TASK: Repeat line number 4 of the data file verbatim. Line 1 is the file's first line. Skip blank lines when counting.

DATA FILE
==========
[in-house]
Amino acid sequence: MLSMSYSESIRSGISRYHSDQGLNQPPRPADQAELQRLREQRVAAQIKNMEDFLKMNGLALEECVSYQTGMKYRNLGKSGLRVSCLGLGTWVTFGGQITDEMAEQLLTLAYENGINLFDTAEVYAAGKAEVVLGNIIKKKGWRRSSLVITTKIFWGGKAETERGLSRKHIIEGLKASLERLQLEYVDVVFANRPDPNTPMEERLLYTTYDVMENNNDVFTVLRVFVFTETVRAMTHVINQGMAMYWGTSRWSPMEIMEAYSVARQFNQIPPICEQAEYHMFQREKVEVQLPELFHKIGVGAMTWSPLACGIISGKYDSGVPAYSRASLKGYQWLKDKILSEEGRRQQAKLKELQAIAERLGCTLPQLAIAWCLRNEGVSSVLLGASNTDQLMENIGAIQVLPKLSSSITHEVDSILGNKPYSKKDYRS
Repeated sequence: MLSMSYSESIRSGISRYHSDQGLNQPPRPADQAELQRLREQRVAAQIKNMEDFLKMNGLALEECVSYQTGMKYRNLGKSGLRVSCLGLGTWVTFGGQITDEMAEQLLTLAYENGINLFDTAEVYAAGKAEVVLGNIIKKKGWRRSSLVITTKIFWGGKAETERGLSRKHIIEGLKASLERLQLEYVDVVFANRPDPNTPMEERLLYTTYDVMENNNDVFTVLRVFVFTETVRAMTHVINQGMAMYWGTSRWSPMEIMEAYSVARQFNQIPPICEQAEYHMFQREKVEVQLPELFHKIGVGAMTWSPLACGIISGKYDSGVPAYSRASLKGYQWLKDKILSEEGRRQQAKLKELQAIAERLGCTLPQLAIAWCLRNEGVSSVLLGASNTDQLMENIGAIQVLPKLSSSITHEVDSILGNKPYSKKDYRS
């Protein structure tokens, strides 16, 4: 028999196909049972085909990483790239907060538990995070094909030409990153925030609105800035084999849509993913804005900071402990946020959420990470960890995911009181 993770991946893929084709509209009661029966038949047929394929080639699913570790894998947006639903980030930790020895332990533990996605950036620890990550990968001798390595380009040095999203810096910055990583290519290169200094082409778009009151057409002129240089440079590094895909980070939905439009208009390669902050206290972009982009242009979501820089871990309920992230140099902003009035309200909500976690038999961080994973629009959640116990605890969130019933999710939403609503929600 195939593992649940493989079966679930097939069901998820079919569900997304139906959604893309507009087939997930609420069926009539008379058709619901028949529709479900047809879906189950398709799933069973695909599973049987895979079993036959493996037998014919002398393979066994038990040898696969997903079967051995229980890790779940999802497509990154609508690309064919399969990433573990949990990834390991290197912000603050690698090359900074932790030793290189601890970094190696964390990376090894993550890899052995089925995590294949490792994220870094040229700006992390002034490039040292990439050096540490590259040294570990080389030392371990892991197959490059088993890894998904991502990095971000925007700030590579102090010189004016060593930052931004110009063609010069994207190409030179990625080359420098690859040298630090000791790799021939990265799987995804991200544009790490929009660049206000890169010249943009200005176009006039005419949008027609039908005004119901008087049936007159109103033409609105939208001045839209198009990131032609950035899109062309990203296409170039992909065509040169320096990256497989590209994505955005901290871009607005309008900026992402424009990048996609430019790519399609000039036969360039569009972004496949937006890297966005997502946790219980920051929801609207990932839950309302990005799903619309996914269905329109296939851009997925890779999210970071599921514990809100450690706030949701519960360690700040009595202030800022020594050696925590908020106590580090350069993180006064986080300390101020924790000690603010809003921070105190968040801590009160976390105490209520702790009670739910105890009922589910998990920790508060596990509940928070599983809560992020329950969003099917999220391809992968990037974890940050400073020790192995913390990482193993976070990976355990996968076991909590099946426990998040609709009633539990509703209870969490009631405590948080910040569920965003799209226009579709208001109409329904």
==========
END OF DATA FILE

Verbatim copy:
């Protein structure tokens, strides 16, 4: 028999196909049972085909990483790239907060538990995070094909030409990153925030609105800035084999849509993913804005900071402990946020959420990470960890995911009181 993770991946893929084709509209009661029966038949047929394929080639699913570790894998947006639903980030930790020895332990533990996605950036620890990550990968001798390595380009040095999203810096910055990583290519290169200094082409778009009151057409002129240089440079590094895909980070939905439009208009390669902050206290972009982009242009979501820089871990309920992230140099902003009035309200909500976690038999961080994973629009959640116990605890969130019933999710939403609503929600 195939593992649940493989079966679930097939069901998820079919569900997304139906959604893309507009087939997930609420069926009539008379058709619901028949529709479900047809879906189950398709799933069973695909599973049987895979079993036959493996037998014919002398393979066994038990040898696969997903079967051995229980890790779940999802497509990154609508690309064919399969990433573990949990990834390991290197912000603050690698090359900074932790030793290189601890970094190696964390990376090894993550890899052995089925995590294949490792994220870094040229700006992390002034490039040292990439050096540490590259040294570990080389030392371990892991197959490059088993890894998904991502990095971000925007700030590579102090010189004016060593930052931004110009063609010069994207190409030179990625080359420098690859040298630090000791790799021939990265799987995804991200544009790490929009660049206000890169010249943009200005176009006039005419949008027609039908005004119901008087049936007159109103033409609105939208001045839209198009990131032609950035899109062309990203296409170039992909065509040169320096990256497989590209994505955005901290871009607005309008900026992402424009990048996609430019790519399609000039036969360039569009972004496949937006890297966005997502946790219980920051929801609207990932839950309302990005799903619309996914269905329109296939851009997925890779999210970071599921514990809100450690706030949701519960360690700040009595202030800022020594050696925590908020106590580090350069993180006064986080300390101020924790000690603010809003921070105190968040801590009160976390105490209520702790009670739910105890009922589910998990920790508060596990509940928070599983809560992020329950969003099917999220391809992968990037974890940050400073020790192995913390990482193993976070990976355990996968076991909590099946426990998040609709009633539990509703209870969490009631405590948080910040569920965003799209226009579709208001109409329904």